France - Plutonium Investigationn°19

"The storage in France of imported radioactive wastes is forbidden..." So what?

   If the distribution of fuels reprocessed in the past tilts in favor of foreign customers, the same is true of the quantity of wastes from reprocessing, and stored or disposed of on the national territory. Indeed, the question of the return of foreign wastes remains current, since the status quo is continuing. The balance sheet may be quickly drawn up:

- five shipments of vitrified wastes to Japan -one in 1995, 1997, 1998, and two in 1999- or 272 canisters of vitrified wastes in 5 TN 28 VT type containers and 7 TN 20 VT type containers (manufactured by Transnucléaire, a subsidiary of COGEMA, containing 28 and 20 canisters of vitrified wastes respectively), corresponding to the reprocessing of around 360 tons of spent fuel (or one eighth of what has been processed);

- two shipments of vitrified wastes to Germany (1), one TN 28 VT in 1996, and two Castor 220/28 (a German-designed transport container analogous to the French TN 28 VT) in 1997, corresponding to the reprocessing of around 110 tons of spent fuels (or less than 3% of what was processed);

- two shipments of vitrified wastes to the Belgoprocess site in Dessel, Belgium (2), on 5 April and 17 November 2000, or two TN 28 VT corresponding to the reprocessing of 72 tons of spent fuel or 12% of what was reprocessed (see also the box on that issue: "Conflict over the return of vitrified waste to Belgium").

   Compared to the 8,451 tons of foreign fuels reprocessed up to Dec. 31, 1999, the returns of wastes are late and infrequent. Not only does COGEMA not respect article 3 of the law of 30 December 1991, which stipulates that "the storage of imported radioactive wastes (...) is forbidden beyond technical delays necessitated by reprocessing", but it has also chosen the option of the "curie-swap", which consists of managing the return of foreign waste in terms of activity and not of volume, which is also against the law, insofar as wastes that are clearly identifiable as physically imported would remain on French soil. Therefore, COGEMA may be considered to have been in an illegal situation for years, since the first foreign contracts were signed at the beginning of the 70s, and only a small fraction of highly active waste has been returned, not to mention wastes of medium or low activity that compose the largest portion of the volume and of which not a single gram has been returned.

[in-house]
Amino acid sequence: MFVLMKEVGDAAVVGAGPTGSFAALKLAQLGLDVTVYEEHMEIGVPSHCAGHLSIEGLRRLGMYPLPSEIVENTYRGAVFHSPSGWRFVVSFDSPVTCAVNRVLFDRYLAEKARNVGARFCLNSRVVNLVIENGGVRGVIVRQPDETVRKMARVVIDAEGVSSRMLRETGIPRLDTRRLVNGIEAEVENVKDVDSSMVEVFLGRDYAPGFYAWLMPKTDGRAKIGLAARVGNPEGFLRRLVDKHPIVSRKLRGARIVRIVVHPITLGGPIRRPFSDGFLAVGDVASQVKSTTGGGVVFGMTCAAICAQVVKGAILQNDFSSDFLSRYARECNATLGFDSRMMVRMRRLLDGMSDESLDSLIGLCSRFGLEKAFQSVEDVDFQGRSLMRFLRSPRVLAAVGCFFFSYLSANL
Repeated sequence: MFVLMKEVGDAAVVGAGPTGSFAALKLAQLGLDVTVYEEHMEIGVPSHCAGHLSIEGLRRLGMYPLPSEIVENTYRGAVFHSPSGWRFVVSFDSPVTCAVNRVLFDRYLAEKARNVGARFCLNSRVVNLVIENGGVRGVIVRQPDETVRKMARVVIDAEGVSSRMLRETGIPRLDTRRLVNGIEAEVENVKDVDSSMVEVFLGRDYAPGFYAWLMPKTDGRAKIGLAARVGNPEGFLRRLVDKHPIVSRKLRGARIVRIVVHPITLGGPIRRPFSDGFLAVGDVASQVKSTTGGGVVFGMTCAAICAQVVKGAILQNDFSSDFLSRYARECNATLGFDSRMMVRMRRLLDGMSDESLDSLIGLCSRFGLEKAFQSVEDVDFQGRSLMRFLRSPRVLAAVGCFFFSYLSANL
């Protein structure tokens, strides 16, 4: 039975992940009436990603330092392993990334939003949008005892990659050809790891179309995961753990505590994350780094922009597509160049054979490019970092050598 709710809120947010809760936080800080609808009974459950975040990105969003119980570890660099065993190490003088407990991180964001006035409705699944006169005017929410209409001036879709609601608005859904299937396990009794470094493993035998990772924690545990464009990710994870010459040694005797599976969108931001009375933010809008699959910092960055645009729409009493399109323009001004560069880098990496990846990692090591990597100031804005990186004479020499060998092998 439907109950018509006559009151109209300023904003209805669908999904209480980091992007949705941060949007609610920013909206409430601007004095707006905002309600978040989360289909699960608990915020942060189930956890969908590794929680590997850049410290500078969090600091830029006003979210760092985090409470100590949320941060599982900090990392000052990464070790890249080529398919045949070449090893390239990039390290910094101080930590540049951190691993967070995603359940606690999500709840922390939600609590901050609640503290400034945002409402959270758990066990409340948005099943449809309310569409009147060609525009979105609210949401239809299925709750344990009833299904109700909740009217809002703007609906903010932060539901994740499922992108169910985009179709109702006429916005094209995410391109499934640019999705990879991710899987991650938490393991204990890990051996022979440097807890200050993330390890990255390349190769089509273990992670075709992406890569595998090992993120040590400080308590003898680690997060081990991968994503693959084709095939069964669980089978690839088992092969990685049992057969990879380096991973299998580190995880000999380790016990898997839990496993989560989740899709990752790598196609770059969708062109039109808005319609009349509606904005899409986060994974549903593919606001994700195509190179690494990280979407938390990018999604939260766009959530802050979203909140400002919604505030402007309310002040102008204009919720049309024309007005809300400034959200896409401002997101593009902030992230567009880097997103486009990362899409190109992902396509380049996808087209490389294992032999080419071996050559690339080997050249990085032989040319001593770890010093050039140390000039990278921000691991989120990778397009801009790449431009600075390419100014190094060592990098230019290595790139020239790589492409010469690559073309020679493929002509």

There is still no solution to the situation of the shipments to Germany, since the scandal of the contaminated shipments, revealed by WISE-Paris in April, 1998. Although the German government, in January 2000, gave a green light on principal to the resumption of certain shipments within six months, it was clear that in fact no shipment could occur before the end of Expo 2000, the world fair that took place between June and October 2000 in the city of Hanover. Given the security needs for the two events–the latest shipment of waste to the site of Gorleben in Lower Saxony necessitated the deployment of around 30,000 police personnel in all of Germany–it is obvious that the earliest possible date was November 2000. In fact, another problem has been added, which is the reconstruction of a rail bridge over the Jeetzel River, indispensable for the passage of casks weighing over 100 tons each. An alternative route by highway has been rejected for reasons of security. It goes through forests considered to be the favorite action terrain for opponents. An early return of German waste is not foreseeable before spring 2001.